Toward the end of the period when I attended the Mormon Church (late 1999 and early 2000), I was still occasionally teaching Sunday School classes and more frequently teaching “Priesthood Meeting Elder’s Quorum” classes. Despite views that varied significantly from Mormon orthodoxy at that point, I had no trouble teaching lessons in good faith. Assigned to teach from the text of a top Mormon leader’s sermon, I would simply cross out the parts I disagreed with and teach the lesson based on what remained. And there was always something important that remained. I suppose some people might think that what was remaining was trite, but I never did. The basics that people with diverging views agree on are often the deepest and meatiest truths of all.
My reaction to Donald Trumps speech in Poland on July 6, 2017 is similar. My disagreements with Donald Trump are profound—particularly on immigration: see for example
But I agree that what Donald Trump called “The West,” deserves to be protected and defended, once one insists that anyone who accepts the values and principles of “The West” thereby becomes part of “The West,” regardless of their national origin. (See my evocation of the principle of openness to newcomers in “‘Keep the Riffraff Out!'”)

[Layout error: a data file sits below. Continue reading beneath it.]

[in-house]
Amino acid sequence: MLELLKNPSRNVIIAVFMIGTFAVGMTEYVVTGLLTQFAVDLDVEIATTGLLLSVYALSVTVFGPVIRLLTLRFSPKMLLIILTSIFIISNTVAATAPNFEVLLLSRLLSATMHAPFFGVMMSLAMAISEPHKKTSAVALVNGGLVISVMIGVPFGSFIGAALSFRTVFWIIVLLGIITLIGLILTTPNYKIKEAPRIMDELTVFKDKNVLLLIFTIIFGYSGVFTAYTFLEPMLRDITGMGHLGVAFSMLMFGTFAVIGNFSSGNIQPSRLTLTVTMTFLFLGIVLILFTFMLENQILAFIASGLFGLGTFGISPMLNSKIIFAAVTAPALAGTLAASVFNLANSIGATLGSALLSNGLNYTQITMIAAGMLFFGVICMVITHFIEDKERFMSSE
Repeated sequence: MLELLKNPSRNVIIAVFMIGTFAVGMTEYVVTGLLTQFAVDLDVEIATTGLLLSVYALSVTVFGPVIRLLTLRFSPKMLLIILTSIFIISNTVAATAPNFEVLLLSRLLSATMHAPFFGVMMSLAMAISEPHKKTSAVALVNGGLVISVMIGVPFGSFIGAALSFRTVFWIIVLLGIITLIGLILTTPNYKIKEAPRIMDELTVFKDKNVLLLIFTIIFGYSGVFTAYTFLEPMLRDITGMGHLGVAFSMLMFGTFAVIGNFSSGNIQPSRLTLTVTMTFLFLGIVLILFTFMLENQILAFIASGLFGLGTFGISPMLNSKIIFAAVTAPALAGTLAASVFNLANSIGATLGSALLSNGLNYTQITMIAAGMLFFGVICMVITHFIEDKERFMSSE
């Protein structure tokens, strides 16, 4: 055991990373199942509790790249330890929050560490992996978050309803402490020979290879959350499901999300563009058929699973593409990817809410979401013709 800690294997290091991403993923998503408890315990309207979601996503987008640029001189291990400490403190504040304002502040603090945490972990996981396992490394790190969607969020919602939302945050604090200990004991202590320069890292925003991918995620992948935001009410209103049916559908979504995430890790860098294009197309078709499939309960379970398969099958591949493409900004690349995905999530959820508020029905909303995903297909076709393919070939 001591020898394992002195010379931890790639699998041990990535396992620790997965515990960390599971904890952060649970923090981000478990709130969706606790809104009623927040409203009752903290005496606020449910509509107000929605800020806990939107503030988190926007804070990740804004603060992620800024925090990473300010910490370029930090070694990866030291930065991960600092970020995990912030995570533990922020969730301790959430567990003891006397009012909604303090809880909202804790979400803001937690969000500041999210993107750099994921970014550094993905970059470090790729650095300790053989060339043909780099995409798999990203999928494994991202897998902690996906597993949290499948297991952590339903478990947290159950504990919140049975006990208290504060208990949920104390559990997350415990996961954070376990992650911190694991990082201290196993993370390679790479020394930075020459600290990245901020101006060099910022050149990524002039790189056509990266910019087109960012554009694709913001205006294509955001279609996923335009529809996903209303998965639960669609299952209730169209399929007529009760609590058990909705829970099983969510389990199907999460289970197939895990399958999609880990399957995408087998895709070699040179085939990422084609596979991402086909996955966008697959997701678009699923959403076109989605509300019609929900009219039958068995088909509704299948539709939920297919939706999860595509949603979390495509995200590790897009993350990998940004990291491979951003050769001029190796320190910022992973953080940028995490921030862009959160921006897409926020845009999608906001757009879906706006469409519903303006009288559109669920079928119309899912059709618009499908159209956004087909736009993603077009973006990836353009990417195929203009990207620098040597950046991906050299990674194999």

And what are those values? Donald Trump’s chief speechwriter Stephen Miller wrote a beautiful passage that were delivered in the Remarks by President Trump to the People of Poland | July 6, 2017:
We write symphonies. We pursue innovation. We celebrate our ancient heroes, embrace our timeless traditions and customs, and always seek to explore and discover brand-new frontiers.
We reward brilliance. We strive for excellence, and cherish inspiring works of art that honor God. We treasure the rule of law and protect the right to free speech and free expression.
We empower women as pillars of our society and of our success. We put faith and family, not government and bureaucracy, at the center of our lives. And we debate everything. We challenge everything. We seek to know everything so that we can better know ourselves.
And above all, we value the dignity of every human life, protect the rights of every person, and share the hope of every soul to live in freedom. That is who we are. Those are the priceless ties that bind us together as nations, as allies, and as a civilization.
Where “God” is mentioned, I need to interpret the passage according to my own view of God. (See “Teleotheism and the Purpose of Life.”) And those with Western values are much more divided about the role of government than this passage recognizes. But otherwise I agree. And I hope you do, too, whatever your view of the man who wrote those words and the man who spoke them.